We learnt as a nation that our natural environment and, thus, our livelihoods could be destroyed swiftly and comprehensively by the effects of a warming planet.

Barely were we through those fires when we faced another national challenge, one that again required us to draw strength from community networks.

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The novel coronavirus that emerged in China spread rapidly around the globe. To date, almost 80 million people have been diagnosed with the COVID-19 and more than 1.7 million have died.

Australia, for the first time in living memory, all but closed its borders to the world. States closed borders to each other. The sharemarket plunged 36 per cent in a month. Businesses shut down entirely.

And then came the lockdowns, the work-from-home edicts, the school-from-home efforts, the hand-washing and masks.

For many, that led to isolation and loneliness, unemployment and financial despair. In those dark months, we had to learn to curb our need to be social.

Many of us used that time to discover resilience, to realise we have within us the ability to endure and to adapt, to adjust our lives and our outlook despite adversity and trauma, stress and loss. We learnt new technologies, new ways of doing things, how to be patient, how to exercise in one spot, and how to find a sense of calmness despite the often alarming and seemingly endless stream of bad news.

Slowly, we are emerging into the light again. In Melbourne, picnics in the parks have become more of an occasion than we could have imagined, and thousands are reliving the simple joys of dining out. It feels that the shared experience has freshened our empathy and compassion.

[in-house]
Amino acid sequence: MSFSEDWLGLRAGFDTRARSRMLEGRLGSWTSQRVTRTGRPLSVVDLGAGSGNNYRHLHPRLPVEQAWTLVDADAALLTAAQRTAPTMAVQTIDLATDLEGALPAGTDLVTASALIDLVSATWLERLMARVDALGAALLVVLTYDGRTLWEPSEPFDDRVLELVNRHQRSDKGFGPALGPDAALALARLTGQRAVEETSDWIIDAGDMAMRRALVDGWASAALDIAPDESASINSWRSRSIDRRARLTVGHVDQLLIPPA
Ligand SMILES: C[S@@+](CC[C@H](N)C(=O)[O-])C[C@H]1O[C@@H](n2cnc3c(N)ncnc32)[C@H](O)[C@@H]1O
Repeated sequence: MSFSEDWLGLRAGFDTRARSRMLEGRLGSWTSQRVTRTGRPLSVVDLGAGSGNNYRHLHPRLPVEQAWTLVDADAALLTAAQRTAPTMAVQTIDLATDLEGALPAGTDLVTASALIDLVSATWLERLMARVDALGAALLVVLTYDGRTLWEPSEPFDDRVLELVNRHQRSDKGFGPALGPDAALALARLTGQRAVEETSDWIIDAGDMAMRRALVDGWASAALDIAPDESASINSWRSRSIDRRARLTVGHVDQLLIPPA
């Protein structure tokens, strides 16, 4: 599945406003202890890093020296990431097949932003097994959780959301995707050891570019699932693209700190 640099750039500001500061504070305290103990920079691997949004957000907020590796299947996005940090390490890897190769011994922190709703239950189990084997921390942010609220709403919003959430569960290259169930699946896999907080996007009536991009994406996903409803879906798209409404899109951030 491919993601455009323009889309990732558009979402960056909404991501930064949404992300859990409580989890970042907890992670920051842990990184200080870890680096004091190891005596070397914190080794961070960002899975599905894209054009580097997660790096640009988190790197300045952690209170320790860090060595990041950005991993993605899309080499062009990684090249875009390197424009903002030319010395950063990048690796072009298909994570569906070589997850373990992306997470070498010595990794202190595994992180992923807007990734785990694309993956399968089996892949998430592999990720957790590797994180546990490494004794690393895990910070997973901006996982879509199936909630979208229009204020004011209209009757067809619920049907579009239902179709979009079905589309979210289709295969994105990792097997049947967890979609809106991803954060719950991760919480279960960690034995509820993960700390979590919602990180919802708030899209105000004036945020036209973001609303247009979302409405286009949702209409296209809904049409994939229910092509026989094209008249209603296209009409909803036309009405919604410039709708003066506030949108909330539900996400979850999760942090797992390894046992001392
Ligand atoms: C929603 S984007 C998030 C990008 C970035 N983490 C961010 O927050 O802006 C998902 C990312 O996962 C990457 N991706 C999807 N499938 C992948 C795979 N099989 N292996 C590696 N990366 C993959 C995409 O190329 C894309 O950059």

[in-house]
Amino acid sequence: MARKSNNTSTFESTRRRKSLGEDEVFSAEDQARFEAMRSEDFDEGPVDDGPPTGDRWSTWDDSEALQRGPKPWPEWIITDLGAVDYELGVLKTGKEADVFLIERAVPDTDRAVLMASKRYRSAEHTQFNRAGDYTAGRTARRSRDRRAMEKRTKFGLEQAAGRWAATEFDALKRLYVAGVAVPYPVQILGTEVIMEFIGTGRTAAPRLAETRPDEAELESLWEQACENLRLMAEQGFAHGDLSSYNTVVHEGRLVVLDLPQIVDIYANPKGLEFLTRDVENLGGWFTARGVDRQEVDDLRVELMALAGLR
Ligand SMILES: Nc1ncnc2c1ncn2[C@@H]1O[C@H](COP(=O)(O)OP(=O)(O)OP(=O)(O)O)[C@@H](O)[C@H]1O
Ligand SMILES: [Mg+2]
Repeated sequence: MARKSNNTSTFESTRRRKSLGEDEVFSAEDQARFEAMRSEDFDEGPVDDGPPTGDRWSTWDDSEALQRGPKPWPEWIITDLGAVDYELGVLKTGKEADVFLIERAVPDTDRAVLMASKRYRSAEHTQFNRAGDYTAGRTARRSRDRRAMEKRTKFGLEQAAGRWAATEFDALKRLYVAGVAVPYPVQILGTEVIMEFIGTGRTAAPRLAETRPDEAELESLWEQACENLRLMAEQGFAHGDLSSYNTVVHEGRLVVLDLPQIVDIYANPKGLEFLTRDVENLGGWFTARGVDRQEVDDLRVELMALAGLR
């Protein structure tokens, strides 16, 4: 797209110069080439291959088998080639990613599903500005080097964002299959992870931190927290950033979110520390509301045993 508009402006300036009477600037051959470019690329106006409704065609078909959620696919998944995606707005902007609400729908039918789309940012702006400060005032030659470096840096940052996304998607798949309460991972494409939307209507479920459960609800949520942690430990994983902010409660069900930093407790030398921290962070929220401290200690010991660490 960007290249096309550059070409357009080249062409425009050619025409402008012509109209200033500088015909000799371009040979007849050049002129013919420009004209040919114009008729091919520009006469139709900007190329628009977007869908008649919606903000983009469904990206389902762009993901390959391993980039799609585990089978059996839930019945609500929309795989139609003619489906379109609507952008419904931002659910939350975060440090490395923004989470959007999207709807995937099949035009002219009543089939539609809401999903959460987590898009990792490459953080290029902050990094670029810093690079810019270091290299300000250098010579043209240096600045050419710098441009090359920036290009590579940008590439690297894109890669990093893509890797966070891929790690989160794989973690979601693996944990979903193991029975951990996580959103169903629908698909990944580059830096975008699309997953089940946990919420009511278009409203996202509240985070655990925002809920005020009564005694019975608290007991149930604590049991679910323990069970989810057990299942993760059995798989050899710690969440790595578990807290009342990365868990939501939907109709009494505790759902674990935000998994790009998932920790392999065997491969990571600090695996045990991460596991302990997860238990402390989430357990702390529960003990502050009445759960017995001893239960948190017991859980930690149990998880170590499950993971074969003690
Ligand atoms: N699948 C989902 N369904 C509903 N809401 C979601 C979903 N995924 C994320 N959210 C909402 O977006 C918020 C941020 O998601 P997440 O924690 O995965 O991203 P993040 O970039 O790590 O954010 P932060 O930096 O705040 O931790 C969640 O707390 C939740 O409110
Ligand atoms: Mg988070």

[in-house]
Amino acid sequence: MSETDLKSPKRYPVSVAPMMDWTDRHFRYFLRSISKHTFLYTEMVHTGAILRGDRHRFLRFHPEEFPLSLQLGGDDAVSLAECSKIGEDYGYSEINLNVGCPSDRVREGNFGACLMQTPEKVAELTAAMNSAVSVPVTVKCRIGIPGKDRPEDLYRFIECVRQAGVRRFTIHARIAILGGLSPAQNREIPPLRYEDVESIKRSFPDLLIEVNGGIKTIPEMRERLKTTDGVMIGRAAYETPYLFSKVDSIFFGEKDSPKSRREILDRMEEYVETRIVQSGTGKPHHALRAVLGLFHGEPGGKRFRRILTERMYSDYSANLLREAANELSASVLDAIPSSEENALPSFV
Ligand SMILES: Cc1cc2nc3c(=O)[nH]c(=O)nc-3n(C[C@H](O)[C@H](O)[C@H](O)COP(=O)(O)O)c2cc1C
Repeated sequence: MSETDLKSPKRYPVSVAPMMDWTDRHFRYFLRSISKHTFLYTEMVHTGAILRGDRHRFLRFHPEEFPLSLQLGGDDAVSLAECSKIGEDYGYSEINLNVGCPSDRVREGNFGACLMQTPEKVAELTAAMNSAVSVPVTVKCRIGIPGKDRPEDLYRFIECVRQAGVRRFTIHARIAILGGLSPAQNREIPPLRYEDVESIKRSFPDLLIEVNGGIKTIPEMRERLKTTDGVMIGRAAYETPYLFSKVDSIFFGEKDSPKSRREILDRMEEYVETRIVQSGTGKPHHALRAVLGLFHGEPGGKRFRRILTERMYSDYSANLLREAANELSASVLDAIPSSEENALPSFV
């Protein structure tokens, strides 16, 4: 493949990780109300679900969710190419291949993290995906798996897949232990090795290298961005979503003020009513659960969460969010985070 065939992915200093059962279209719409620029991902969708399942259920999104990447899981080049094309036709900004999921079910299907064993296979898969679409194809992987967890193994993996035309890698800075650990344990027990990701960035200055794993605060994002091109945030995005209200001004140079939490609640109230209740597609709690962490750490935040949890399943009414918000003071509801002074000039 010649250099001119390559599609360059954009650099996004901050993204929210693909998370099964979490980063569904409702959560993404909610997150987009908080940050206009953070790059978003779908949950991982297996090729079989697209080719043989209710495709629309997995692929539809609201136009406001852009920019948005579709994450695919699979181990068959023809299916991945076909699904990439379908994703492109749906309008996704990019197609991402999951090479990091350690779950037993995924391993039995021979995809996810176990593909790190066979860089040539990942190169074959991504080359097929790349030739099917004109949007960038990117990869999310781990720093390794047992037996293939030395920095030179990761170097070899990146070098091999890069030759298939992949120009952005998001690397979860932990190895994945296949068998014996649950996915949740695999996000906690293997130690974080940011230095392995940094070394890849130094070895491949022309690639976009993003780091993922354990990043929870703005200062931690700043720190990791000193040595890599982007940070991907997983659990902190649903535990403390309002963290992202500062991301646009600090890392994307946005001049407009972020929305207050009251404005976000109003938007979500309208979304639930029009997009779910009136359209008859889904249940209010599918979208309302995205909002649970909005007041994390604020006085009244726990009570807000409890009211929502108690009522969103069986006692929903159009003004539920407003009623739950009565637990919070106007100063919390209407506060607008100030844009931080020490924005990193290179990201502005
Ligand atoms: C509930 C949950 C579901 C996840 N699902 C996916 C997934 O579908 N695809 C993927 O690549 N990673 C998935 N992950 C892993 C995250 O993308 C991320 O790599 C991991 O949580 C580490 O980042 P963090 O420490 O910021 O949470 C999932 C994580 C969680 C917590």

Now Sydney is tamping down a coronavirus outbreak and states have once again shut borders until it is properly contained. But the authorities today are far better versed in contact-tracing and in the behaviour of the virus than they were months ago.

There is great reason to hope for better days in the new year. To be sure, the nation’s financial health has taken a pounding, as have the personal finances of many people. And the corresponding rise in anxiety and deterioration in mental health will take some time to overcome.

But COVID vaccines are beginning to be rolled out across the world. Businesses are reporting a rebound of sorts. The sharemarket is recovering. Individually, we are better for having endured and we will become stronger for it.

This period between Christmas and the new year is a good time to take stock, to consider what we have learnt this year about what is important to us. How treasured human contact proves to be when you’re deprived of it. How our relationships with family and friends are paramount. How we can be kinder to ourselves and to others.

The plans of 2020 went out the window, but for many the lessons of the year have helped reshape our goals and reminded us of the truly most important aspects of our lives. We launch into the new year with great hope and deeper perspective.

Note from the Editor

The Age’s editor, Gay Alcorn, writes an exclusive newsletter for subscribers on the week’s most important stories and issues. Sign up here to receive it every Friday.

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